Row level security aims at limiting access of certain users to the data. This feature is set up within the database and also by IJC admin in IJC Desktop. You'll need to use the IJC support for this feature only if you're using Instant JChem with a database account shared by multiple IJC users. For example having one technical DB user and doing the actual authentication through an LDAP server configured within the IJC security policy.
If you're using IJC with a database account per user or per user role, you don't need to configure this feature within IJC.
If you are interested in a different approach in limiting the user's access to the data, please consult documentation here.
IJC manage a pool of connections. Each time a connection is taken from the pool to run some DML or DDL operation activation script is run. After the operation completes and before connection is returned to the pool deactivation script is run.
The two scripts can be managed via IJC Desktop in Schema Editor in Security tab.
For a full tutorial regarding how to implement a policy with a database session-based application context, see here.
In the example below, the activation script takes user name as a parameter. Question mark placeholder is used within the UI for the user name. E.g. for activation script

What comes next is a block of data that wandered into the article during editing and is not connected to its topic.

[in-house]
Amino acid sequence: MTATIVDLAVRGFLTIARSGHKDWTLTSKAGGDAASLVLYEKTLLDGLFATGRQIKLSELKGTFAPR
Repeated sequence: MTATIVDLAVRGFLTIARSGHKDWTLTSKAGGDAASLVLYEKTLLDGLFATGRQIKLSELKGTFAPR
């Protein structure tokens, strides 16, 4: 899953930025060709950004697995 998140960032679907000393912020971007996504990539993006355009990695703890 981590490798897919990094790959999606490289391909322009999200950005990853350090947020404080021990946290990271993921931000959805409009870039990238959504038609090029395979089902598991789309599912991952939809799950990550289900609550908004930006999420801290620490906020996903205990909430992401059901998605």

call ijc_ctx_pkg.set_user(?) procedure
ijc_ctx_pkg.set_user(?) will be called and IJC will pass it user name as parameter. Each part of the script is explained in comments inside of the script.
Script example for Oracle DB:
Similarly you can emulate such functionality on other databases as well (for example in MySQL)
As an example, for the Activation script hook (based on the example above), in the Schema Security settings in IJC, the admin can call
and for the Deactivation script hook, it can be
Defining the activation and deactivation script and calling them every time a database connection is retrieved from and returned to the connection pool may put too much stress on your database under certain circumstances. The exact number of calls will depend on the number of users that you have and their activity. However, if you find yourself in a situation where you would like to reduce the number of these calls you can tell IJC to optimize the number of the activation and deactivation calls based on users activity. This is done by using a special JVM property 'db.connection.activation.optimize'. It's detailed description is here. If you set this property the infrastructure behind IJC will stop calling your deactivation script and will only call your activation script when the user using the database connection is different from the user who used that same connection last time.
This property will have effect in both the desktop IJC application and Plexus web application. However, the effect in the multi-user Plexus will not be that large as in the single-user IJC application.